What are Deepfakes, and Why Are They so Dangerous?

Jorge Felix  - Cybersecurity Expert
Last updated: May 19, 2024
Read time: 16 minutes

Deepfakes pose great entertainment opportunities but also criminal activities. This article explains the risks and how to avoid them.


Deepfakes are the latest development in AI-assisted multimedia. The means to produce deepfakes are becoming increasingly available to the general public. That involves risks and potential for criminal activities like we’ve never seen before. The only trick to avoid being fooled by deepfake is to detect it by knowing what deepfake is all about.


Perfect replication has been a holy grail of sorts for Sci-Fi for decades. Think about Star Trek’s replicator devices which can reproduce anything from food to tools, except for latinum, which is why it’s the galaxy’s currency. Or the T-1000 robot in the Terminator franchise can adapt its shape to look like any person. Well, digital technology’s current state of the art is getting close to perfect replication, at least when it comes to digital media. So now we have a new technological item, the “deepfake .”It’s a piece of media altered to look and sound like anybody, dead or alive. So the future is here, and it’s not always good news.

What is a Deepfakes?

Deepfake is a piece of digital media. Videos are the most popular kind that is engineered to look genuine.

Deepfakes come courtesy of our most advanced artificial intelligence and machine learning technologies. These cutting-edge tools allow the manipulation of video and audio that come close to the real thing. Very close indeed.

Look at this example below. It features a false Mark Zuckerberg (of Facebook fame) in which he uttered a few words worthy of a Bond villain — even referencing Spectre.

The Washington Post shared this video in 2019 while highlighting Facebook’s act of retaining falsified deepfake videos of House Speaker Nancy Pelosi.

This one still looks a little rough on the edges, so you can tell it’s fake if you look carefully enough. But improvements are inevitable.

Making a deepfake is still a challenging task. First, the AI needs a previously trained neural network, and the training process needs enormous datasets comprised of thousands of images. Then, you need specialized software. After that, you need to do the same with the voice, which is much easier, and then mix the video and the audio so that the lips and the voice are synced.

How do deepfakes work?

Deepfakes work by mimicking the speech patterns and behavior of a target person. They use advanced technology where a deep learning system is trained to copy the movement and expression of the target person from different angles.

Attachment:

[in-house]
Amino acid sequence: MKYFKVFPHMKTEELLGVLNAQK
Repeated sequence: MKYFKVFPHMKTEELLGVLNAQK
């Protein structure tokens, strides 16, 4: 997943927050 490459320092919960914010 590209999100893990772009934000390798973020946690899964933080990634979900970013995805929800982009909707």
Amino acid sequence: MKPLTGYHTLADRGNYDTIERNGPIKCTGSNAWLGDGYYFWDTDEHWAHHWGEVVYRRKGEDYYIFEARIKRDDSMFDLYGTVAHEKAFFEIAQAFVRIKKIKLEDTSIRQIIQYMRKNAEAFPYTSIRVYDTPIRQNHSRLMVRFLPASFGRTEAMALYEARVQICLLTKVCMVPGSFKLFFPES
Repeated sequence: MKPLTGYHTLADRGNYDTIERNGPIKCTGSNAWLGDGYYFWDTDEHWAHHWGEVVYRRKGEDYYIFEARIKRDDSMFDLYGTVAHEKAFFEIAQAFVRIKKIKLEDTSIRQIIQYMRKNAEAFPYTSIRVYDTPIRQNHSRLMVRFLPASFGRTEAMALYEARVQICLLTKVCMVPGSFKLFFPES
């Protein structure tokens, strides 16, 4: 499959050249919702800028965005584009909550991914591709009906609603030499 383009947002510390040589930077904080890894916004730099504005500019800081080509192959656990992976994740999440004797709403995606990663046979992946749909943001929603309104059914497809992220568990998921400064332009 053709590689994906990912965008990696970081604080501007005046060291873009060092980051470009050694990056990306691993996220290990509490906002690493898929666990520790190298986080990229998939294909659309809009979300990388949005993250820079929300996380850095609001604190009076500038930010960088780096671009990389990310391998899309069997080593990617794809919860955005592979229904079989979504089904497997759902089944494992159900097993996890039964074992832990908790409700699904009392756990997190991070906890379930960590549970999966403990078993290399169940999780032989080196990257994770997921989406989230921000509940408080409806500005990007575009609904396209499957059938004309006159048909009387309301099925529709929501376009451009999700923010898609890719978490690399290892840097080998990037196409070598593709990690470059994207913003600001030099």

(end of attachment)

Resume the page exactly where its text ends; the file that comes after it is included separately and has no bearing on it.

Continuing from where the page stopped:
The model is then taken through the generative adversarial networks (GANs) process that detects forgery and flaws for improvement. After a series of improvements in the GANs process, the end product is a persuasive counterfeit video that can effectively spread fake news and influence social, economic, and technological activities.

In some cases, powerful politicians appeared in inappropriate deepfake videos when their competitors wanted to settle a political score.

History of deepfake AI technology

Managing system security and maintenance

The deepfake idea started with photo manipulation using tools like Adobe Photoshop. It later advanced and became a reality in the mid-2010s when sophisticated deep learning algorithms began developing owing to AI and machine learning technology, large data sets, and cheap computing power.

Deepfakes became more popular after the development of GAN technology in 2014. It detects flaws and forgeries in a deepfake video indicating areas that need improvement. The epitome of the popularity of deepfake videos is in 2017 when an anonymous Reddit user with the username ‘deepfakes’ used the GAN tool to swap faces and release celebrity deepfake videos. They went viral on social media and raised more questions about controlling deepfakes. Tech giants like Microsoft, Google, and Facebook have invested heavily in deepfake detection. However, they face a big challenge because deepfake AI technology is rapidly advancing, and today, people are creating even more convincing deepfakes than before.

Who is using deepfakes?

You’d be amazed at the number of deepfakes circulating the internet since they’re so hard to make. But Facebook was able to collect about 1,00,000 of them in June 2020. The social network giant used the collection to develop and train an algorithm to detect deepfakes.

The large number of deepfakes already around suggests that they are becoming increasingly more accessible and cheaper. So as more people become able to make them, their uses will also increase for both good and bad things. So let’s see how they are being used so far.

1. Fake news

Ironically, in our “information age,” fake news is disruptive due to its prevalence and influence over the public. Deepfakes help them make them more credible than ever, so deepfakes are the perfect propaganda tool. They promise to be the ultimate voting manipulation device soon.

There was concern among specialists over the 2020 election. The fear was that deepfakes could swing the election; however, it didn’t happen. But that was not due to a lack of attempts, but because two years ago, the available technology was not advanced enough to develop deepfakes that looked genuine. However, this will change soon enough, and we could find an election in which fake news based on deepfakes could make all the difference.